This is just a really quick post to say:
When you are researching anything it is incredibly important to go back to the original source to check the facts.
An example from my own plague and Black Death studies:
What you see all of the time: “There was no one left living to bury the dead.”
What is ACTUALLY in most of the sources: “There were hardly enough living to bury the dead.”
These two sentence mean very different things. The former implies the dead remained unburied. While the latter implies the dead were buried (but perhaps not in the way they would have been had the living:dead ratio been as standard outside of times of epidemics).
These slight alterations to the text may not seem that important at the time (whether they were written in 1653, 1879, 1952, or 2011) or even that they are impacting the understanding of the information contained within. But, if they get repeated ad nauseam for the rest of eternity – because some academics are too busy/lazy/trusting to check the original source – it can drastically alter how we perceive (in this case) the past.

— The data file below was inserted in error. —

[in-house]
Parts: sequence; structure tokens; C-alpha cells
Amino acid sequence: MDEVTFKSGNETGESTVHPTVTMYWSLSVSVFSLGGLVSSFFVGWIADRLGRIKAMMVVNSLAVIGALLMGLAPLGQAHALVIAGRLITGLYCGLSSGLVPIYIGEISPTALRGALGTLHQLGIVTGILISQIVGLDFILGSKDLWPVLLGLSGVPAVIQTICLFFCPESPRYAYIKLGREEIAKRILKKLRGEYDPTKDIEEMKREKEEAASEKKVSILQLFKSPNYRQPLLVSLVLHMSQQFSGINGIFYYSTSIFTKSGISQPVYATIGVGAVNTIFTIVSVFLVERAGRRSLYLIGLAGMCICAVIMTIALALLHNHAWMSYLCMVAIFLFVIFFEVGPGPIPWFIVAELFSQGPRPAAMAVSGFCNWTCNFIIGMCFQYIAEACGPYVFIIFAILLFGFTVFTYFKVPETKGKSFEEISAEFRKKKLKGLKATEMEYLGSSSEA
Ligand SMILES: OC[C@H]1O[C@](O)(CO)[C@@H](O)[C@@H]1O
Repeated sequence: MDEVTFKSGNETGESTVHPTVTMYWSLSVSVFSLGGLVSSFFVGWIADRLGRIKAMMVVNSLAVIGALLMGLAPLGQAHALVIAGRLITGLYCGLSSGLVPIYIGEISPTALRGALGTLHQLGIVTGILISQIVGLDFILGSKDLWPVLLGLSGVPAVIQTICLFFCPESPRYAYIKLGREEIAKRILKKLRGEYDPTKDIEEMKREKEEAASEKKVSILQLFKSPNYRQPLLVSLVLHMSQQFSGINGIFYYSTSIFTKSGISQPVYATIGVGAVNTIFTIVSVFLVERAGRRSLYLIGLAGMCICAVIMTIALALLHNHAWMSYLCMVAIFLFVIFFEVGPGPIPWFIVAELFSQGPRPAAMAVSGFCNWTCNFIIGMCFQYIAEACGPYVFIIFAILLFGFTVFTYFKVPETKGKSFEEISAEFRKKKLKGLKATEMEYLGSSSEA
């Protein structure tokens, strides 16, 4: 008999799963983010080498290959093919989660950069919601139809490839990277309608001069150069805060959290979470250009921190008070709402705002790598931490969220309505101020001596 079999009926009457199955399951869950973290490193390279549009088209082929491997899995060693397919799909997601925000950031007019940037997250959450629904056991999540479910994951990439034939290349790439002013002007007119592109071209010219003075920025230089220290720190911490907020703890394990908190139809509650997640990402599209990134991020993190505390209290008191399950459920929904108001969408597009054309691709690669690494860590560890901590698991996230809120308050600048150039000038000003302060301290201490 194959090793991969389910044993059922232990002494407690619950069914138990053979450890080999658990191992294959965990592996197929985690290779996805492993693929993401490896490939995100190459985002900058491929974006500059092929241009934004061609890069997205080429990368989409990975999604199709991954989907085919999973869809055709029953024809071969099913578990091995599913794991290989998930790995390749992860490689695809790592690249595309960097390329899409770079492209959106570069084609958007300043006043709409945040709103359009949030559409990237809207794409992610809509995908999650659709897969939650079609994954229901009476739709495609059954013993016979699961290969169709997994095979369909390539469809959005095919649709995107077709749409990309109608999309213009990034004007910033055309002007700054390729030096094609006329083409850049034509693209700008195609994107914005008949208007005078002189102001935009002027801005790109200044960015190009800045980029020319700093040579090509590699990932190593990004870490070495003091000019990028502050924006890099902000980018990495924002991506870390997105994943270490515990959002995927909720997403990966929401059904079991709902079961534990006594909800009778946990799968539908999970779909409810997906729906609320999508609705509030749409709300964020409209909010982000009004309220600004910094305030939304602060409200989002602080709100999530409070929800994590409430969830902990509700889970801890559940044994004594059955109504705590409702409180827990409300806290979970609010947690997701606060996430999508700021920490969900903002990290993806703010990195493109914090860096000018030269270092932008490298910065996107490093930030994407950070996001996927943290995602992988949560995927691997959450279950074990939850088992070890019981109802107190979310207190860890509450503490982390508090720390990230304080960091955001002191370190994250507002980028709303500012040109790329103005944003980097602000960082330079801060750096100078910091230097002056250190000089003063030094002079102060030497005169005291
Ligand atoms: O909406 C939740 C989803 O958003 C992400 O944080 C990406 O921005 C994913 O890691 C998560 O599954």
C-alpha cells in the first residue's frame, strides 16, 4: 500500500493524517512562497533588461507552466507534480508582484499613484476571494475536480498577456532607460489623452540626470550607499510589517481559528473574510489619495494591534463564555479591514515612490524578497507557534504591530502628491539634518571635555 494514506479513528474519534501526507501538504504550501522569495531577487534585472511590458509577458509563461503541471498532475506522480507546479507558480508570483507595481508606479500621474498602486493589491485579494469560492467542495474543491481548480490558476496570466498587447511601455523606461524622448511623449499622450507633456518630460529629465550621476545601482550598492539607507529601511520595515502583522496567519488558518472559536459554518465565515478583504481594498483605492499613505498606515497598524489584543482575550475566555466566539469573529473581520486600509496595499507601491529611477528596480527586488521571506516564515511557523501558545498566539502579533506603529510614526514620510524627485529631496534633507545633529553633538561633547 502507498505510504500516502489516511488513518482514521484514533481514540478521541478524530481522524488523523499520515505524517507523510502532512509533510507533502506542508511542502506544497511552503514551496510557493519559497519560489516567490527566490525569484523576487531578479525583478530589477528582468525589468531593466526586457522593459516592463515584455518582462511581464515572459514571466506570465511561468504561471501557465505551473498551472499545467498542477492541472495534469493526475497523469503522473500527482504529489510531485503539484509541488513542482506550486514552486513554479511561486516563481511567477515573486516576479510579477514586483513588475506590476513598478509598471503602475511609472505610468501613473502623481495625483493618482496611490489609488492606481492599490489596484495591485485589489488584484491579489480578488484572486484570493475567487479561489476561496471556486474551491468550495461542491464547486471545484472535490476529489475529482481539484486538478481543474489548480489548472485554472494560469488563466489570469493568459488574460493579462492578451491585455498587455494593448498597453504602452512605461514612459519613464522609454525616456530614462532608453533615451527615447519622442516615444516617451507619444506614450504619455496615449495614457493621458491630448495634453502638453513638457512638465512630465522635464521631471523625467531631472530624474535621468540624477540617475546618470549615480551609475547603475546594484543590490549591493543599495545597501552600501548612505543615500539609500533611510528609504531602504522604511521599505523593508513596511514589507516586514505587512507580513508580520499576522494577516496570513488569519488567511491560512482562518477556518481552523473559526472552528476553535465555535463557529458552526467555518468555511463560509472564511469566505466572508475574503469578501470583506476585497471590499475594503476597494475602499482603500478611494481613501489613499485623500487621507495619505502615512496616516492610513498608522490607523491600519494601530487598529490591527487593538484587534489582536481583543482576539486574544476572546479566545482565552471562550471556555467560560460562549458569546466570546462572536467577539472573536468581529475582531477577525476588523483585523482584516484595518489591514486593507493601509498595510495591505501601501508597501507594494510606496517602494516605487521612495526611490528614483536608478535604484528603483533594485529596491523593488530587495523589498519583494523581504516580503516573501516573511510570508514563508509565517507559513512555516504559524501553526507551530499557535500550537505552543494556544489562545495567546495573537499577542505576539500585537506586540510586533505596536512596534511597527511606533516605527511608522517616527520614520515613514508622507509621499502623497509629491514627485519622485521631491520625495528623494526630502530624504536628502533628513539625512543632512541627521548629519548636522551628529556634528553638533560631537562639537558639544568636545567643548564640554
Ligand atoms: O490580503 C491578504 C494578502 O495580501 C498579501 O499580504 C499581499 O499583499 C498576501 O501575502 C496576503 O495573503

We all know this, fellow researchers and readers of research.
You can feel it in the very core of the as-yet-undiscovered-by-science-organ that regulates our passion for our subjects.*
If you are responsible for, or have ever been tempted to, cite sources unseen, then to you I say this: STOP!
You can be the better research that you have always known exists inside you (to be clear, there is not literally another – better – researcher that exists inside you – it is just you after you make better life choices).**
I believe in you(r academic integrity and research abilities)!
Can I get an ‘amen…-dments will be less necessary if we all agree to check our facts’?
*It has been pointed out to me that this organ does in fact exist and its existence has been proven by science: it is the brain.
**If you actually made better life choices, you would probably have a different job.